It's been Rare-tastic on VideoGamer.com this week - every day bringing a new slice of our mammoth interview with graphics god Nick Burton. On Monday he talked us through the development of Star Fox Adventures and Kameo: Elements of Power, on Tuesday he spoke on the power of the Xbox 360, the future of Rare and why he thinks Banjo Kazooie: Nuts & Bolts is a hardcore gamer's game, on Wednesday Nick revealed inside knowledge on GoldenEye for Xbox LIVE Arcade and yesterday he talked about his formative gaming moments (and a funny tale involving Dancing Stage EuroMix). And today, in the final part of our week-long interview series, we pin Nick down on the possibility of the legendary studio returning to some of its most well known games. You might be surprised by what he says...
VideoGamer.com: Looking back at your career, and you have been at Rare for a while now, and the stuff you've worked on and had influence on, what are you most proud of?
Nick Burton: I have two things. First one is just the amount of graphical effects we got into Kameo. We said earlier it still looks great. It's absolutely packed full of stuff. I saw a thing recently with Unreal where they were talking about water that reacted to the player. We had that in 2005! I was very proud of that and proud of the reception it got as well. To read the reviews and all the people saying it set the high point for graphics and things like that, to have, when we'd done some of the technology, these really senior Microsoft Games Studio people come in to the studio, sitting down and saying: how the hell have you done that? That was a defining moment for me as a graphics programmer.
In terms of probably what I've enjoyed the most, don't know about my whole career but certainly in recent years, was just being able to go and remake the game that got me into playing games. When our production director said to me, we're thinking of doing a LIVE Arcade game, you've got a bit of free time before the next big project starts, we were thinking of making one of the old Ultima games, and I was like I'm there! And he went, you know one guy's got one sheet of paper where he's been thinking about Jetpac. I'm like, yeah, we're doing Jetpac! And almost to be given carte blanche to say right, you can go and remake one of your golden moments of gaming.
I still remember Summer 1983, myself and my cousin not seeing the sun because we're in my front room, and I don't know how we managed to eke it out over the entire summer holiday looking at it now, just playing Jetpac on the Spectrum. I even remember going into Fox's Music in Nottingham and buying the tape. That's how much it's etched into my memory! Then to be able to go right, let's go remake it for LIVE Arcade, and do what we will to it. That was just a fantastic experience. And I feel privileged to have been able to do that when I wasn't the original person that came up with the IP. If you were to look back over your formative gaming years, some of the first iconic games you played, and someone said to you right, there you go, have a small team of people and you can go and remake that. You just cannot buy that opportunity. I guess that's the kind of thing that keeps me at Rare. It's just a great place to work! I'm not going to beat about the bush!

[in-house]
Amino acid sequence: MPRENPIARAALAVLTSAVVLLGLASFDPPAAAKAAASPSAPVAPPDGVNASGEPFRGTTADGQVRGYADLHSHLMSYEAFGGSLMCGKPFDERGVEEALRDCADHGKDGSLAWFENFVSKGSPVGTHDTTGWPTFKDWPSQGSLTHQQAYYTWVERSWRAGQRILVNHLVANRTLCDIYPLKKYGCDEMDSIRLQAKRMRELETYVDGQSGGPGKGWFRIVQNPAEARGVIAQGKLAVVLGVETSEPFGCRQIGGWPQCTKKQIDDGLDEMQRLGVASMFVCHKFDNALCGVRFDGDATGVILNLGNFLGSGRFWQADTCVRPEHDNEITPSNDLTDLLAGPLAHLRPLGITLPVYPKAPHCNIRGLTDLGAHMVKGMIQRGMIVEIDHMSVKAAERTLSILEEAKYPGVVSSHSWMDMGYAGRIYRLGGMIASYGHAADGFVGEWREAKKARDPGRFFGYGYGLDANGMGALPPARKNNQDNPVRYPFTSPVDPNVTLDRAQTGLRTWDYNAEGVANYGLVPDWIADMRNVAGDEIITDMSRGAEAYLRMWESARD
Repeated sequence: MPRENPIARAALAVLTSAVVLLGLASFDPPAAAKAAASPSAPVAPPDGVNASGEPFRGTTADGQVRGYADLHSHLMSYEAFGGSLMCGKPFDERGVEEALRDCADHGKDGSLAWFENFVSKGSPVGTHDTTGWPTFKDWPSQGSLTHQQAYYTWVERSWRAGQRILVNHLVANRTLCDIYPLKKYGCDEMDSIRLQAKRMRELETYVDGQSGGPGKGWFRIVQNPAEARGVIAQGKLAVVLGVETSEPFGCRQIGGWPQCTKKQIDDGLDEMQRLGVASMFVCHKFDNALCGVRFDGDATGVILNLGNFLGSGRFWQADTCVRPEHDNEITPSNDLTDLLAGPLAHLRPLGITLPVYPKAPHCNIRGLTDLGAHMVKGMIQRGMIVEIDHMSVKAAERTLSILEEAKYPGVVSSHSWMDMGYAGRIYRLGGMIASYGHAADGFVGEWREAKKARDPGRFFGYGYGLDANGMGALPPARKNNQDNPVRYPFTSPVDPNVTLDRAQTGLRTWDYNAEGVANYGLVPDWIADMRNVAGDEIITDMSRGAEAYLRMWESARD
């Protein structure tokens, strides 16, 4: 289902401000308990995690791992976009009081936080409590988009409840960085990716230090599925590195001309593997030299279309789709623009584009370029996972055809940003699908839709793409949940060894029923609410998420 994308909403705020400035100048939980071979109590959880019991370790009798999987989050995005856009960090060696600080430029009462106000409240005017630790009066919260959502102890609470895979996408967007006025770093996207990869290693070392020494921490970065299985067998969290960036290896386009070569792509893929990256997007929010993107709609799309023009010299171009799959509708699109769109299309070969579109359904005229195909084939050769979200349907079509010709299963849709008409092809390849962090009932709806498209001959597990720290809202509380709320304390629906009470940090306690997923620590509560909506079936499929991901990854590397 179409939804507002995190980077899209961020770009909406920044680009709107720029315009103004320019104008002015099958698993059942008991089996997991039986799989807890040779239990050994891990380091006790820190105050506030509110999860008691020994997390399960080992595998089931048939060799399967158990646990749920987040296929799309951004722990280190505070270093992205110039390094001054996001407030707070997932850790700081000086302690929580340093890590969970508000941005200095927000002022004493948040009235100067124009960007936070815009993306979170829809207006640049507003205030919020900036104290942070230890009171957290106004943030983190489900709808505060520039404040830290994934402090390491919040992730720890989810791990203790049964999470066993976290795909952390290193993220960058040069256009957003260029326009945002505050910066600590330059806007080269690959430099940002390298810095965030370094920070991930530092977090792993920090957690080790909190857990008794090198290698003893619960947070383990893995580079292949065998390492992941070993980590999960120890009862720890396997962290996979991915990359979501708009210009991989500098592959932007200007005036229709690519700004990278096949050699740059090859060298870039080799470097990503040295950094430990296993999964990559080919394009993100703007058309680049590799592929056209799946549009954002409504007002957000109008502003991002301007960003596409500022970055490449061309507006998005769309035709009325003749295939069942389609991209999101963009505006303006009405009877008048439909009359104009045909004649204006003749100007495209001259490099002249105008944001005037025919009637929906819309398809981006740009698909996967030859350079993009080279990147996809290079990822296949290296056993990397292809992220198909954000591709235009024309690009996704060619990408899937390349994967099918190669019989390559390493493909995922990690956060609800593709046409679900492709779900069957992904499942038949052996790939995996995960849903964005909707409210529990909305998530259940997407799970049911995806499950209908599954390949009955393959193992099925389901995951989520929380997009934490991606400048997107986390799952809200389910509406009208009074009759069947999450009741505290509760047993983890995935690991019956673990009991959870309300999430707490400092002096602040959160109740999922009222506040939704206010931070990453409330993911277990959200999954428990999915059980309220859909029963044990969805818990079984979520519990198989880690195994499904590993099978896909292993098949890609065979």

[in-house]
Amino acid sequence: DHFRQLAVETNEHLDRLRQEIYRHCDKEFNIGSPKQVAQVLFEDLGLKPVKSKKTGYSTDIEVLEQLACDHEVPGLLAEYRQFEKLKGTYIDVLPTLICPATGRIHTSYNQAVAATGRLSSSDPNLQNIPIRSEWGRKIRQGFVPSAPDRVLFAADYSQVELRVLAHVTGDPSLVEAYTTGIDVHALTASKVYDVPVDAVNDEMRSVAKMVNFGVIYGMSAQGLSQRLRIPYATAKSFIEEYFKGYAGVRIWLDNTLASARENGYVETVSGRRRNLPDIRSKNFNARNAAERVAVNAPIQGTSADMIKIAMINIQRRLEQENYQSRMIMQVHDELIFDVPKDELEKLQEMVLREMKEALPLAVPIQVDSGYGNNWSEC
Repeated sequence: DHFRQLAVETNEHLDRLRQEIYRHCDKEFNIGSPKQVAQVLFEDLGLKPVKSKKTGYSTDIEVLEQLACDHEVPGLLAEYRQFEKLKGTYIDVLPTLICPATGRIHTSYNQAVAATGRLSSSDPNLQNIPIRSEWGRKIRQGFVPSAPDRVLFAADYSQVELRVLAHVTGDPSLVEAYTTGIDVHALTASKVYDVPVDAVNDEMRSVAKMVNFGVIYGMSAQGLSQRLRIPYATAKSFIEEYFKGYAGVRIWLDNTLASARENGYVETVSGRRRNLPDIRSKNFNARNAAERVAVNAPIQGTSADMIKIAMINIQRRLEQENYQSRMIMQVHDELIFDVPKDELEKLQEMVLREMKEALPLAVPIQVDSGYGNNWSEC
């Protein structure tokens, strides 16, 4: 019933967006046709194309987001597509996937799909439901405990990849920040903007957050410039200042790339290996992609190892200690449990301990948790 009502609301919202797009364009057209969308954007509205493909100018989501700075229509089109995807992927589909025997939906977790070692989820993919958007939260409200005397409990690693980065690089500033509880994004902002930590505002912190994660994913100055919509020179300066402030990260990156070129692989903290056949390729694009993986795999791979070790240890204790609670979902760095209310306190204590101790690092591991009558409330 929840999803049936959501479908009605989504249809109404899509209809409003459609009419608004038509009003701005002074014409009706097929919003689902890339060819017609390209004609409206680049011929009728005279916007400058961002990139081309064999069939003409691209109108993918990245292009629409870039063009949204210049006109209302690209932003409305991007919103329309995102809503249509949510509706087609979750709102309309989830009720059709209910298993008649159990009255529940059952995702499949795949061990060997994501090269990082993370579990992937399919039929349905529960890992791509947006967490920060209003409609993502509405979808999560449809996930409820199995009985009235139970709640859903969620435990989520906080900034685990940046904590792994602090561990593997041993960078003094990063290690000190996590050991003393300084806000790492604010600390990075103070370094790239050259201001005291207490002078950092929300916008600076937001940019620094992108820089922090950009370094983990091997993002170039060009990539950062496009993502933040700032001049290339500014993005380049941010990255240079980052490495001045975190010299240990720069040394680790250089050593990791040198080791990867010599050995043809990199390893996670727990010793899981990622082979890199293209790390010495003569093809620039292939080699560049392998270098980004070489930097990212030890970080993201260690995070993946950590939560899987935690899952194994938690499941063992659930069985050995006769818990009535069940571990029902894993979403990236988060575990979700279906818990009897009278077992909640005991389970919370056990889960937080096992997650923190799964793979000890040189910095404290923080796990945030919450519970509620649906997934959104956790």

VideoGamer.com: Looking at those games that you loved back in the day, are there some you haven't had the opportunity to remake for XBLA that you'd love to have a stab at?
Nick Burton: There's tons. If you were to say right, go and remake what you like, I'd remake a ton of stuff and there'd be ones I wouldn't be allowed to because they're not my IP either. You'd probably be looking at anything that was in an arcade between 1985 and 1989! Just one or two!
In our back catalogue, I've made no secret about the fact that if I was to do another XBLA game because that fitted in with what we do, which it doesn't at the moment, and that is at the moment, because I'd done Jetpac and we'd already got a fairly strong idea for Lunar Jetman, I kind of like to do that providing I was given a hard deadline of six months so it was really tight and quick. Mainly because there's that idea already there.
Other than that I would have loved to have seen Dinosaur Planet see the light of day as Dinosaur Planet, because I had so much emotionally invested in that because it was my first game. It was strong in its own right. Undoubtedly it was commercially more successful because it had Star Fox in it. Anybody who says it was any other way is delusional in my mind. But it was a very strong IP. On the N64 at any rate, technically we were pushing it too far, even more than Conker did, so much so that it would have been too slow in some places. But it had a wonderful ambience that only the team have ever seen, almost this haunting mythical ambience to a lot of it, especially to the snow and ice worlds, that you could capture so well with today's hardware but unfortunately it's probably one of those things that's locked in limbo. Whether it's the right kind of game for today as well, it probably isn't. But if you were to say sales don't matter and the team says it doesn't matter, just make the game you want to make, and it was going to be a big project, I think it would be something like that.
But then again it's even better to do something that's totally new and totally exciting and nothing like we've done before. That's the great thing about our industry as well. Yeah there's lots and lots of churn, there's lots of sequels, but there's so much opportunity to do absolutely fantastic original things. If it coincides with critical acclaim, brilliant, if it coincides with critical and financial success even better. But all in all providing the game's in the black, in our industry you've done well.